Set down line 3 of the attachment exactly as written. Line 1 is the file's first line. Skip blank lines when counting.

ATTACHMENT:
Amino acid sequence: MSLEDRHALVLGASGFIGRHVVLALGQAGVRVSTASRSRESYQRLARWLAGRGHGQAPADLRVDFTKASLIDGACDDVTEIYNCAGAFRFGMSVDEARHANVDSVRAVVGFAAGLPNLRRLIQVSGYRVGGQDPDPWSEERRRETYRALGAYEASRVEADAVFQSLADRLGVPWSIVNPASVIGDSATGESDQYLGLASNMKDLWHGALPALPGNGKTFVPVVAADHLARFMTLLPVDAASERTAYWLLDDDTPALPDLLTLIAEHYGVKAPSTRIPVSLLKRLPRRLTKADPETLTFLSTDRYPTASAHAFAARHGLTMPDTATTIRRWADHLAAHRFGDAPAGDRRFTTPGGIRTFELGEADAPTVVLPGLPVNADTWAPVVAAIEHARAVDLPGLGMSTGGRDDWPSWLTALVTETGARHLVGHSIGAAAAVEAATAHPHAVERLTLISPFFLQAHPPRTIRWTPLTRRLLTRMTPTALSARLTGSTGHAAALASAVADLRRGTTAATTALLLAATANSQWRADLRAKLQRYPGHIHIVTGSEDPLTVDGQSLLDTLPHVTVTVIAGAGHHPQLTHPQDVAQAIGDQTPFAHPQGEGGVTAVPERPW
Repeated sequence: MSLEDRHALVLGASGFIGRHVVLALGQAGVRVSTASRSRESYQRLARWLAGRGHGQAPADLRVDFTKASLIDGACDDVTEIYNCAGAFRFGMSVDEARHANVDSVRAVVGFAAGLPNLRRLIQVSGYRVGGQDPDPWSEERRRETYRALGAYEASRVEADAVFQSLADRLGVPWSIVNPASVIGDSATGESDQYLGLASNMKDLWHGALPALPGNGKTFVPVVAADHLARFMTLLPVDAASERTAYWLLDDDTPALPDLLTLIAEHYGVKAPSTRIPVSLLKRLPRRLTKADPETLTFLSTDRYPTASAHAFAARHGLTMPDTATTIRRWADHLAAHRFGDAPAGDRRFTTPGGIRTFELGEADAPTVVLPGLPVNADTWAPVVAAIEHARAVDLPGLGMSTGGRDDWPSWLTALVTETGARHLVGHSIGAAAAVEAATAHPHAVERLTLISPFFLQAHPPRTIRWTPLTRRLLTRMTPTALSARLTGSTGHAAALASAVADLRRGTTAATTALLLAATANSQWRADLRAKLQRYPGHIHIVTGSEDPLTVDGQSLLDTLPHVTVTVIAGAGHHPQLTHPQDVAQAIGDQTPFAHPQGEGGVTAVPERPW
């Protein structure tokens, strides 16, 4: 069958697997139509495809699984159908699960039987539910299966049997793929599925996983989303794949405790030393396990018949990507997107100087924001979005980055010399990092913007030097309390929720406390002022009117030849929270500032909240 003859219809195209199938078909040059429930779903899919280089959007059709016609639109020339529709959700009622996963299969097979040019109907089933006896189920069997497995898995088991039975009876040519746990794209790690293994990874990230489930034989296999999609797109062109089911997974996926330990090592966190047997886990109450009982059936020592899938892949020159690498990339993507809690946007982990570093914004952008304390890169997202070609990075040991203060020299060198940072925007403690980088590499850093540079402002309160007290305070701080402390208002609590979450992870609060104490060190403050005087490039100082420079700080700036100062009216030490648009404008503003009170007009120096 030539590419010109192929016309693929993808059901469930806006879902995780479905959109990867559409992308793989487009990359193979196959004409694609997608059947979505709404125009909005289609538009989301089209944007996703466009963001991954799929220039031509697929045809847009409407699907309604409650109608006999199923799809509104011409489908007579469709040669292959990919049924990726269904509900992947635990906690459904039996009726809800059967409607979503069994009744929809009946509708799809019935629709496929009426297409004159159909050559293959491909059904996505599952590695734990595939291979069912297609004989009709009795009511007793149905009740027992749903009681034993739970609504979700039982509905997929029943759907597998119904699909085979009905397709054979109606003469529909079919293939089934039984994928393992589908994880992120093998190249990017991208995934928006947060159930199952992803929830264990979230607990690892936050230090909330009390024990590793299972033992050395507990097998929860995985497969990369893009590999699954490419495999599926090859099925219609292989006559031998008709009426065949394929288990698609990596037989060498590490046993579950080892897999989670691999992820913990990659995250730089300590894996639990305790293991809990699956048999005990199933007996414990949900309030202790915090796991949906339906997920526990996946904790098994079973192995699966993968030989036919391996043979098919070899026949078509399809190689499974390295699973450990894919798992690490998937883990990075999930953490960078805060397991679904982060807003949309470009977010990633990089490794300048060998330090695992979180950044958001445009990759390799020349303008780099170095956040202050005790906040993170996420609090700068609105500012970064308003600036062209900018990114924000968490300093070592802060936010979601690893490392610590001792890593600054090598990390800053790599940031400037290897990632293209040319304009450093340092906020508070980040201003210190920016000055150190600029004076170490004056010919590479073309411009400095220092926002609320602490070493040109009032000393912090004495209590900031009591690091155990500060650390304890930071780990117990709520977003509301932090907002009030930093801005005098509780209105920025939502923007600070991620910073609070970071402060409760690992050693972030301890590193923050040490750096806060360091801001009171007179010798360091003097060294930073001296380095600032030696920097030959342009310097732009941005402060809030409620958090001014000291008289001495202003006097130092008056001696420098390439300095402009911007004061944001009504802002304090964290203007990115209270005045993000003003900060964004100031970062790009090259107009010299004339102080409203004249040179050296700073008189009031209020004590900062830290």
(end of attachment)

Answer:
């Protein structure tokens, strides 16, 4: 069958697997139509495809699984159908699960039987539910299966049997793929599925996983989303794949405790030393396990018949990507997107100087924001979005980055010399990092913007030097309390929720406390002022009117030849929270500032909240 003859219809195209199938078909040059429930779903899919280089959007059709016609639109020339529709959700009622996963299969097979040019109907089933006896189920069997497995898995088991039975009876040519746990794209790690293994990874990230489930034989296999999609797109062109089911997974996926330990090592966190047997886990109450009982059936020592899938892949020159690498990339993507809690946007982990570093914004952008304390890169997202070609990075040991203060020299060198940072925007403690980088590499850093540079402002309160007290305070701080402390208002609590979450992870609060104490060190403050005087490039100082420079700080700036100062009216030490648009404008503003009170007009120096 030539590419010109192929016309693929993808059901469930806006879902995780479905959109990867559409992308793989487009990359193979196959004409694609997608059947979505709404125009909005289609538009989301089209944007996703466009963001991954799929220039031509697929045809847009409407699907309604409650109608006999199923799809509104011409489908007579469709040669292959990919049924990726269904509900992947635990906690459904039996009726809800059967409607979503069994009744929809009946509708799809019935629709496929009426297409004159159909050559293959491909059904996505599952590695734990595939291979069912297609004989009709009795009511007793149905009740027992749903009681034993739970609504979700039982509905997929029943759907597998119904699909085979009905397709054979109606003469529909079919293939089934039984994928393992589908994880992120093998190249990017991208995934928006947060159930199952992803929830264990979230607990690892936050230090909330009390024990590793299972033992050395507990097998929860995985497969990369893009590999699954490419495999599926090859099925219609292989006559031998008709009426065949394929288990698609990596037989060498590490046993579950080892897999989670691999992820913990990659995250730089300590894996639990305790293991809990699956048999005990199933007996414990949900309030202790915090796991949906339906997920526990996946904790098994079973192995699966993968030989036919391996043979098919070899026949078509399809190689499974390295699973450990894919798992690490998937883990990075999930953490960078805060397991679904982060807003949309470009977010990633990089490794300048060998330090695992979180950044958001445009990759390799020349303008780099170095956040202050005790906040993170996420609090700068609105500012970064308003600036062209900018990114924000968490300093070592802060936010979601690893490392610590001792890593600054090598990390800053790599940031400037290897990632293209040319304009450093340092906020508070980040201003210190920016000055150190600029004076170490004056010919590479073309411009400095220092926002609320602490070493040109009032000393912090004495209590900031009591690091155990500060650390304890930071780990117990709520977003509301932090907002009030930093801005005098509780209105920025939502923007600070991620910073609070970071402060409760690992050693972030301890590193923050040490750096806060360091801001009171007179010798360091003097060294930073001296380095600032030696920097030959342009310097732009941005402060809030409620958090001014000291008289001495202003006097130092008056001696420098390439300095402009911007004061944001009504802002304090964290203007990115209270005045993000003003900060964004100031970062790009090259107009010299004339102080409203004249040179050296700073008189009031209020004590900062830290």